“Pure and undefiled religion in the sight of our God and Father is this: to visit orphans and widows in their distress, and to keep oneself unstained by the world.” James 1:27
In scriptures, the orphans (or fatherless) are often referred to, together with strangers and widows, as typical examples of the defenceless and necessitous, who are particularly very likely to be oppressed in the society. They are destitute, desolate and most vulnerable. In the society, they sit at the bottom of the food chain as it were, voiceless and preyed upon. However, God has shown special interest in these groups of people. He has declared that they are under His special care. He is called the Father of the fatherless and the defender of the widow (Psalms 68:5), the helper of the fatherless (Psalms 10:14) and the of the fatherless as well as the oppressed (Psalms 10:18). In fact, in Mosaic laws, there are enormous benevolent considerations presented to these groups of people. There is a particular clause that protects them against affliction (Ex 22:22-24), a charitable fund is to be formed from the tithe for the relief of these groups of people (Deut. 14:28,29; 26:12-14), and gleanings are to be left in the field, olive garden, and vineyard for their benefit (Deut. 24:19-22).In the New Testament scriptures, the word “fatherless” used to describe the destitute, less fortunate and weak in the society occurs twice. Once in John 14:18, where it denotes being destitute of a teacher or guide; a void which the Holy Spirit now fills. The second time is in the epistle of James where he declares, in the spirit of the prophets of Old, that authentic religion (outward expression of worship) involves visiting the fatherless and widows (Jas 1:27). Here James is writing to believers in Christ, who by all accounts should have religion, and he is simply teaching them how their religion ought to be expressed. If Apostle James was going to write this same admonition to the church today, what groups of people are going to be the oppressed, weak and most vulnerable? Who are the disadvantaged, the voiceless and those who literally can’t fight for themselves in today’s society?
Unfortunately, to be included on the list of the less fortunate alongside the fatherless, strangers and widows will be the unborn babies. In our society today, it is very risky to be an unborn child. They are exposed by society, unprotected by the law and undefended by their parents. Just as the orphans and widows are very likely to be oppressed in Bible days, so are unborn babies likely to be killed today. In fact, it has been reported that annually more unborn babies die of abortion than people die of HIV/AIDS, smoking and cancer combined! Unborn babies are considered as everything but human. Some say they are the property of the mother, some others say the unborn child is just a part of the mother’s body and her fundamental human right allows her to do what she pleases with it. The scriptures, however, say that children are God’s property and possession, while unborn children are gifts from Him (Psalms 127:3). In fact, God is actively involved with unborn children as He is with the rest of us (Psalms 139:13-18). Hence, just as God is the Father to the fatherless and the defender of widows, He is the owner and judge of unborn babies. God’s eyes are on them as they are delicately woven together in the seclusion of their mother’s womb (Psalms 139:13); they count and matter a lot to God. For this reason, they should not be treated as trash or as someone’s personal belongings.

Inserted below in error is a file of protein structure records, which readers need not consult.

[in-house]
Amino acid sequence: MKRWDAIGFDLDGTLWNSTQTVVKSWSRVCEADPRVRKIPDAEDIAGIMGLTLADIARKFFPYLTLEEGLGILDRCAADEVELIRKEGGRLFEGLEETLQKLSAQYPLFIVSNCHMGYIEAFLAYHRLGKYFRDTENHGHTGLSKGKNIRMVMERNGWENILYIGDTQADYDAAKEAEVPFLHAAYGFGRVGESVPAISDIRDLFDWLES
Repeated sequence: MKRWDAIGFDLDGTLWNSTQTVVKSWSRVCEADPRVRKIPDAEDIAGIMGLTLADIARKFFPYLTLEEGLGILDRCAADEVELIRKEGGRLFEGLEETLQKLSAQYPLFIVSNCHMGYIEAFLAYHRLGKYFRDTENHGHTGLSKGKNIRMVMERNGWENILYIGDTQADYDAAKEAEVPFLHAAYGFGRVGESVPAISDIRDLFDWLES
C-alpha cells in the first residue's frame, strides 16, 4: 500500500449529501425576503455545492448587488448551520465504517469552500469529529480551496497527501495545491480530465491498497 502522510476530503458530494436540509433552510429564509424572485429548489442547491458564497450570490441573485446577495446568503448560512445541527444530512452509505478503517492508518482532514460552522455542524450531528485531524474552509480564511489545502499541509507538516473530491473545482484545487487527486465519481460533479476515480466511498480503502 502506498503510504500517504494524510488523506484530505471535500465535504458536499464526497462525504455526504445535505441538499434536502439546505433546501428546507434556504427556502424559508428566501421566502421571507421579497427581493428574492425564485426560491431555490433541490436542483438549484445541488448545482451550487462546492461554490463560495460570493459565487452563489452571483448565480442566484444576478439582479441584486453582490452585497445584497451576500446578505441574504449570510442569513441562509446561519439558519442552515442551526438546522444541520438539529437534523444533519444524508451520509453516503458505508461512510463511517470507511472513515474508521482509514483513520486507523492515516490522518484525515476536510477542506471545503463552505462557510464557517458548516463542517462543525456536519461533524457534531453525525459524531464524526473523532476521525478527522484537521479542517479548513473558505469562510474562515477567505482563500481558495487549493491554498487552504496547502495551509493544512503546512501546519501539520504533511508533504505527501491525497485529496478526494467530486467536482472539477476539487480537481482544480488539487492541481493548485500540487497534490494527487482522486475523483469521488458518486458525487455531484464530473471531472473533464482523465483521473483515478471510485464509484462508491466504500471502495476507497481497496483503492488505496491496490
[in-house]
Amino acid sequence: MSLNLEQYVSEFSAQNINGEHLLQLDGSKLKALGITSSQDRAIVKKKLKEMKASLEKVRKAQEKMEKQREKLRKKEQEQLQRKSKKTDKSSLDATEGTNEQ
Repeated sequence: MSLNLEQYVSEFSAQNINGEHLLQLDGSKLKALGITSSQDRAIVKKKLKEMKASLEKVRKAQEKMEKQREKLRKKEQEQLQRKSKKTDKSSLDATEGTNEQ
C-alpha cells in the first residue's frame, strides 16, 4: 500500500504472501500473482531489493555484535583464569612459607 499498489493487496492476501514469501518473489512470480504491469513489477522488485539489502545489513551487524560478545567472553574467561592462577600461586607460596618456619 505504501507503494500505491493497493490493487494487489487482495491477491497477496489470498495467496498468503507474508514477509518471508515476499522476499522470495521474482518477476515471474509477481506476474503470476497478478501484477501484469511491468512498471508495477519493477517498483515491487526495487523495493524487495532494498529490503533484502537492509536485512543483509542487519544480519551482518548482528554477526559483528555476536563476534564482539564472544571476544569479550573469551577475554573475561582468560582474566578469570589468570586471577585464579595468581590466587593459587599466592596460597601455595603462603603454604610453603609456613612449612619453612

Unborn babies are voiceless, vulnerable and weak, that is why God planted them in their mother’s womb where they can be protected and provided for. The womb should be the safest place on earth but unfortunately, in this generation, the womb is one of the most dangerous places to be. There is about five times more chance of getting killed in your mother’s womb than dying of cancer. I admonish the church with James chapter 1 verse 27, “Religion that is pure and genuine in the sight of God the Father will show itself by such things as visiting orphans and widows…” and I dare to add “protecting the unborn babies”.